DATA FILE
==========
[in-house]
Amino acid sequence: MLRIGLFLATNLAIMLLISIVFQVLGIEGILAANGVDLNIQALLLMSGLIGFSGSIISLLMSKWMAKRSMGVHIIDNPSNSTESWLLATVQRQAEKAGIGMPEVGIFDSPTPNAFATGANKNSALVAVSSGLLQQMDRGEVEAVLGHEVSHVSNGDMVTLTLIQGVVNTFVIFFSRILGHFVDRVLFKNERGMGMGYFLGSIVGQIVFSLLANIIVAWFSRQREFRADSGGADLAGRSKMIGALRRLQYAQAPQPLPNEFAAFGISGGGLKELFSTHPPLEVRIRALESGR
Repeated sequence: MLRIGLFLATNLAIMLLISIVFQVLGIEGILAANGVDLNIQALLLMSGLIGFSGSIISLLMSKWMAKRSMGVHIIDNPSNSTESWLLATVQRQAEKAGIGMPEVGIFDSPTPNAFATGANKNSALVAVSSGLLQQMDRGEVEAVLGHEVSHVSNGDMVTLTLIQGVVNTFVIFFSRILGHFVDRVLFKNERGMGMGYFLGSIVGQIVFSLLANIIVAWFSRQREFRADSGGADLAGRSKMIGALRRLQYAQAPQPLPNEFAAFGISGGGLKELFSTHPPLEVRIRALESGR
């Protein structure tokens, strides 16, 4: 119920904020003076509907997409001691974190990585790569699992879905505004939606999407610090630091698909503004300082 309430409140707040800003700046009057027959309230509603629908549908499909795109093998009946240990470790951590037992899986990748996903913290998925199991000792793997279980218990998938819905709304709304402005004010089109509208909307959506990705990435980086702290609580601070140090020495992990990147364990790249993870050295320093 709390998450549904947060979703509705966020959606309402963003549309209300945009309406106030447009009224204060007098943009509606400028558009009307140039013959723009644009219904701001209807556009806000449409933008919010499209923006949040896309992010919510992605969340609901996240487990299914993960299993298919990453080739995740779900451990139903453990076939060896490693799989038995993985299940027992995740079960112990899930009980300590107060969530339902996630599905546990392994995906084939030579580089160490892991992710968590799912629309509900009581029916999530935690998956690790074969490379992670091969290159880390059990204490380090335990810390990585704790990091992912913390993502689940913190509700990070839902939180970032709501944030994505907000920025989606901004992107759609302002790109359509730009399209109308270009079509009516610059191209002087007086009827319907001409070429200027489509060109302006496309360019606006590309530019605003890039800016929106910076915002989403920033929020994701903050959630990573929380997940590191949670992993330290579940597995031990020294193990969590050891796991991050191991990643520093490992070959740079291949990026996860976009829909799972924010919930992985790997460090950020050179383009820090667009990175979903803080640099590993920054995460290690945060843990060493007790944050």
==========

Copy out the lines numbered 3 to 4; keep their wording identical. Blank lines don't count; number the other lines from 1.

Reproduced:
Repeated sequence: MLRIGLFLATNLAIMLLISIVFQVLGIEGILAANGVDLNIQALLLMSGLIGFSGSIISLLMSKWMAKRSMGVHIIDNPSNSTESWLLATVQRQAEKAGIGMPEVGIFDSPTPNAFATGANKNSALVAVSSGLLQQMDRGEVEAVLGHEVSHVSNGDMVTLTLIQGVVNTFVIFFSRILGHFVDRVLFKNERGMGMGYFLGSIVGQIVFSLLANIIVAWFSRQREFRADSGGADLAGRSKMIGALRRLQYAQAPQPLPNEFAAFGISGGGLKELFSTHPPLEVRIRALESGR
């Protein structure tokens, strides 16, 4: 119920904020003076509907997409001691974190990585790569699992879905505004939606999407610090630091698909503004300082 309430409140707040800003700046009057027959309230509603629908549908499909795109093998009946240990470790951590037992899986990748996903913290998925199991000792793997279980218990998938819905709304709304402005004010089109509208909307959506990705990435980086702290609580601070140090020495992990990147364990790249993870050295320093 709390998450549904947060979703509705966020959606309402963003549309209300945009309406106030447009009224204060007098943009509606400028558009009307140039013959723009644009219904701001209807556009806000449409933008919010499209923006949040896309992010919510992605969340609901996240487990299914993960299993298919990453080739995740779900451990139903453990076939060896490693799989038995993985299940027992995740079960112990899930009980300590107060969530339902996630599905546990392994995906084939030579580089160490892991992710968590799912629309509900009581029916999530935690998956690790074969490379992670091969290159880390059990204490380090335990810390990585704790990091992912913390993502689940913190509700990070839902939180970032709501944030994505907000920025989606901004992107759609302002790109359509730009399209109308270009079509009516610059191209002087007086009827319907001409070429200027489509060109302006496309360019606006590309530019605003890039800016929106910076915002989403920033929020994701903050959630990573929380997940590191949670992993330290579940597995031990020294193990969590050891796991991050191991990643520093490992070959740079291949990026996860976009829909799972924010919930992985790997460090950020050179383009820090667009990175979903803080640099590993920054995460290690945060843990060493007790944050």